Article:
This inter-union solidarity wasn’t rooted just in a sense of doing the right thing but an understanding of how the working class can leverage its power. Michelle Gonzalez, a rank-and-file nurse and a member of the New York State Nurses Association, told me on the picket line, “We are trying to build a movement that extends beyond one individual shop. Cross-union solidarity is how we are going to build the labor movement to fight for workers as a collective.”
That same day, a trucker unconnected to Hunts Point pulled over in front of the lot where the picket took place to spout racist nonsense about the union hurting working people by supporting illegal immigrants. “The Teamsters claim to fight for workers, but I only ever see them fight for immigrants,” he bellowed at the strikers. Without hesitating, Local 202 members confronted the racist trucker, gesticulating over the metal police barricades separating them from the heckler, and threw their cups of coffee at him.
After a brief exchange of words, the trucker quickly tripped over himself to get back into his truck and drive away, rattled by the display of solidaristic opposition to racism and xenophobia. One of the workers shouted as the trucker scurried away, “We are all workers, no matter where we come from, and that’s all that matters!”
Later I spoke with 202 member Darren about the incident. “That type of stuff doesn’t fly in our shop,” he told me. “We are as diverse a group as you can get. It just doesn’t work to think like that when all of us do the same hard job for the same wages.”
I was at the picket every day from Monday to Saturday, so I got the full range of experiences, from blocking scab trucks in the face of heavy police presence, to dancing around trash can fires with produce workers overjoyed to be in community on their picket rather than in isolation, to witnessing the moving solidarity that only a strike can generate.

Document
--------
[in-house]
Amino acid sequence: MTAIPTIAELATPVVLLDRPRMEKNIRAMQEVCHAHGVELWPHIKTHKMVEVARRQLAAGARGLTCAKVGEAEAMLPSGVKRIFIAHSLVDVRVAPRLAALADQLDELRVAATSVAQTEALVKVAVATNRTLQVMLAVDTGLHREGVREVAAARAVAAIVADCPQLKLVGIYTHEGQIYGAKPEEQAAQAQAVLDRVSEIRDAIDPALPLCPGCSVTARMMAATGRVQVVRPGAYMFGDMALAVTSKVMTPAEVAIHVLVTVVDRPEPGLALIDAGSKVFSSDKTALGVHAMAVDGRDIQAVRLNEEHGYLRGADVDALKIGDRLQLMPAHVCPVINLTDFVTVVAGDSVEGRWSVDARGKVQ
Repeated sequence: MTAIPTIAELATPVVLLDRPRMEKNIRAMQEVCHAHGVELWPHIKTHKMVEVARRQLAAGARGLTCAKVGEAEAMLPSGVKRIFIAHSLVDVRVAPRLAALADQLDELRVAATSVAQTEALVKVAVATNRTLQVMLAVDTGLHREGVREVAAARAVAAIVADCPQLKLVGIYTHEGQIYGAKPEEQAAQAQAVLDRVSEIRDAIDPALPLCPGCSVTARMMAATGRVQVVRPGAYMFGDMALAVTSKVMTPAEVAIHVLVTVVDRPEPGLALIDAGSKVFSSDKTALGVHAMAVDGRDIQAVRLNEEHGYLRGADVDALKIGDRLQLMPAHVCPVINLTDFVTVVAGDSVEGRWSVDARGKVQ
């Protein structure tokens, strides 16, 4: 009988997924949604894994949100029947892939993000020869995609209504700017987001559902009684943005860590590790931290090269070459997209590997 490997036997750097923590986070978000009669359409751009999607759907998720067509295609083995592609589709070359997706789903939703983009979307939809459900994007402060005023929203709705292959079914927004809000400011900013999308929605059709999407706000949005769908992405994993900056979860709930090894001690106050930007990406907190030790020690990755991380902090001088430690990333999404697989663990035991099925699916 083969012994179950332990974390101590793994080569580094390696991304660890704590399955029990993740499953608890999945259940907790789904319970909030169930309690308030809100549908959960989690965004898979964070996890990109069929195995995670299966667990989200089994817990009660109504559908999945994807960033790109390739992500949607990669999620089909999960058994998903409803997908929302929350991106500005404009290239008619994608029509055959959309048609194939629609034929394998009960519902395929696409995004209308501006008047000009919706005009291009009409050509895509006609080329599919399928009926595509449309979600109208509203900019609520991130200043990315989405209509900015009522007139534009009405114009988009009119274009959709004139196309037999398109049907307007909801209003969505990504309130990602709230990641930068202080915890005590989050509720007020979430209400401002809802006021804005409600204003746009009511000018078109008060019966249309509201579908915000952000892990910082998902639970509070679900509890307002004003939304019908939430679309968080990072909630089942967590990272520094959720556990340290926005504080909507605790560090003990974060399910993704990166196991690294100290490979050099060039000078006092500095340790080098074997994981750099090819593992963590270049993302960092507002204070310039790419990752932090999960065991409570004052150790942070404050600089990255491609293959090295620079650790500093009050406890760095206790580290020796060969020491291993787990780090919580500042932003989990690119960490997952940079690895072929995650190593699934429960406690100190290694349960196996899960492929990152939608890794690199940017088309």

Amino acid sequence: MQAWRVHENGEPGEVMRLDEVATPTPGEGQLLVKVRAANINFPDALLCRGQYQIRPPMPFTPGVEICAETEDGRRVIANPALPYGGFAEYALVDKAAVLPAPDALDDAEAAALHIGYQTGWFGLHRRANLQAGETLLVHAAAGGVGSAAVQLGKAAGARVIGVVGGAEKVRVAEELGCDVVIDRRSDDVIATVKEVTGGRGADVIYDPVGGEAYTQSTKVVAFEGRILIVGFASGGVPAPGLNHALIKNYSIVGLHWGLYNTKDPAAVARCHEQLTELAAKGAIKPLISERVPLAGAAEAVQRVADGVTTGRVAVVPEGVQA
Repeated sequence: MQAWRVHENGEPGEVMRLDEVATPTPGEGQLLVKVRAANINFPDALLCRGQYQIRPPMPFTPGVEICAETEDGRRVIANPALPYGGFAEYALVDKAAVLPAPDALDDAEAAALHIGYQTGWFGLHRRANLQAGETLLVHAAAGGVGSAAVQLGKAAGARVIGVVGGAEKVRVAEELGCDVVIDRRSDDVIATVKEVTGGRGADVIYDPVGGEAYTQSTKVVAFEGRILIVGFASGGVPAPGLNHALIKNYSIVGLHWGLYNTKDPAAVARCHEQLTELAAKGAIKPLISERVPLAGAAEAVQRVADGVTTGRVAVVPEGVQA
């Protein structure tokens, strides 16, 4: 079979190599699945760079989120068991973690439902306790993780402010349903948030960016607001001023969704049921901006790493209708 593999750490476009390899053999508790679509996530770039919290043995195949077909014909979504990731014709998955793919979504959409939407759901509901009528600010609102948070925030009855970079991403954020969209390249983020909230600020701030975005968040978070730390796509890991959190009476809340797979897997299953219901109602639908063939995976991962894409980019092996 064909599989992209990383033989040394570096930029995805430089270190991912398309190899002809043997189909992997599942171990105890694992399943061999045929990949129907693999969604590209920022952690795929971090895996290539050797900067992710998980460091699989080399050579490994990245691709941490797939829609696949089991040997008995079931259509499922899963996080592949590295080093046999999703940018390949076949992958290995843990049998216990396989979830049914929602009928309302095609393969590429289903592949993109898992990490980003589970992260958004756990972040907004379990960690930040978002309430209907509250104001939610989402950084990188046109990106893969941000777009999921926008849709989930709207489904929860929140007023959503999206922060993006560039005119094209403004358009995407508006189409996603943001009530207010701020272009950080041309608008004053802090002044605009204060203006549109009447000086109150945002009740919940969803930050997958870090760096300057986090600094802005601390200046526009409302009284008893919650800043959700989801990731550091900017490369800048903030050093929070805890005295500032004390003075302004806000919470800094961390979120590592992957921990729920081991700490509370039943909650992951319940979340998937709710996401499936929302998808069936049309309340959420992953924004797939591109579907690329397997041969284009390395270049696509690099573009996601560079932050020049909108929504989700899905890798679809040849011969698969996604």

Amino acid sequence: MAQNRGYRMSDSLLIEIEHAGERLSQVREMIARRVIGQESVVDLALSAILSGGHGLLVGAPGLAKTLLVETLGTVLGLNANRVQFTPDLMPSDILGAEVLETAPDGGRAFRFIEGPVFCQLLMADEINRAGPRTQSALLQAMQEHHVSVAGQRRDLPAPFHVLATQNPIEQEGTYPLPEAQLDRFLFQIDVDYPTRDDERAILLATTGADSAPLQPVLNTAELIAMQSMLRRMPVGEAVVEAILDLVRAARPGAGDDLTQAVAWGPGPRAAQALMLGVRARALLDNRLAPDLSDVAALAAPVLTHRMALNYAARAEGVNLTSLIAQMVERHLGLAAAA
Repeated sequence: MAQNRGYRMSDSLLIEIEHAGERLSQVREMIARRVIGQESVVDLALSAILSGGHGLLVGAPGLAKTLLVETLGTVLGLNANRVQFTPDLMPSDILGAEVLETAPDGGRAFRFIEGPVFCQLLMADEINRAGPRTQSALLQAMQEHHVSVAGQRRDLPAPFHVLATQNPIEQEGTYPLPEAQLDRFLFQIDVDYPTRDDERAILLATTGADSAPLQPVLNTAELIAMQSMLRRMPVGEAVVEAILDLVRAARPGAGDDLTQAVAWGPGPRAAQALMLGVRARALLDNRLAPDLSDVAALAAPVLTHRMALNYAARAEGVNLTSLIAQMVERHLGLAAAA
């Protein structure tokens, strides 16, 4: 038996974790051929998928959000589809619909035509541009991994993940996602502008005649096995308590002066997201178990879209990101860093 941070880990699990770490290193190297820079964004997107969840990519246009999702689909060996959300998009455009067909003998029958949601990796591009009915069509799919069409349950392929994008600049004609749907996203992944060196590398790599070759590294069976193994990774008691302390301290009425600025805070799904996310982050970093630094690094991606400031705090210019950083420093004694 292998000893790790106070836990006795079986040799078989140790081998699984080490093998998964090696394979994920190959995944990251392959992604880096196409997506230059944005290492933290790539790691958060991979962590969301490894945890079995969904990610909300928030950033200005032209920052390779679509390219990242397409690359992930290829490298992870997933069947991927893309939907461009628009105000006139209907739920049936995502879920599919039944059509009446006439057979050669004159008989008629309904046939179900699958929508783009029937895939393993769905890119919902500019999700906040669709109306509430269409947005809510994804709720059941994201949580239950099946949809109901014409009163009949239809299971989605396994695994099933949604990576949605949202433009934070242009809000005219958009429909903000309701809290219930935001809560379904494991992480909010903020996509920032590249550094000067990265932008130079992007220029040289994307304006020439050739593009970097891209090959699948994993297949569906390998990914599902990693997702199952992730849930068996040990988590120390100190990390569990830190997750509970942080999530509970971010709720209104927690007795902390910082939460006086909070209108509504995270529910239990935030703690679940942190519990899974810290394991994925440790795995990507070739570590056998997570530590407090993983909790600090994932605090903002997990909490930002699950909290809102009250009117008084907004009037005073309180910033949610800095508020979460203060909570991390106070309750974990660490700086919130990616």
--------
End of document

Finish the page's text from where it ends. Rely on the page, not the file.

Kori, who I spoke with every day of the strike, said that going out on strike for the first time was life-changing. He now has a clearer understanding of the power of solidarity, the power of collective action, and the power of the working class. After the “yes” vote to ratify the contract, he told me: “Thank you so much for the support you’ve given us. It has meant the world and without you this fight would have been near impossible. The next time there is a strike, don’t hesitate to call me and we will all be there.” Another worker, Frankie, told an NYC-DSA member, “I’ve been quiet for the past few years, but I’m not going to be quiet anymore.”
The sense I had leaving Hunts Point on Saturday was that the workers were relieved to go back to work, but were returning with a new sense of swagger, an understanding that work is not just a place to earn your check but a place where you can fight for respect and dignity. We need many more Hunts Point strikes across industries all over the country if we are going to rebuild the kind of working-class power that can actually rival that of our capitalist counterparts. Because without a rebirth in labor militancy at the rank-and-file level like I saw at Hunts Point, and without a heightened consciousness at the point of production, the Left is dead in the water.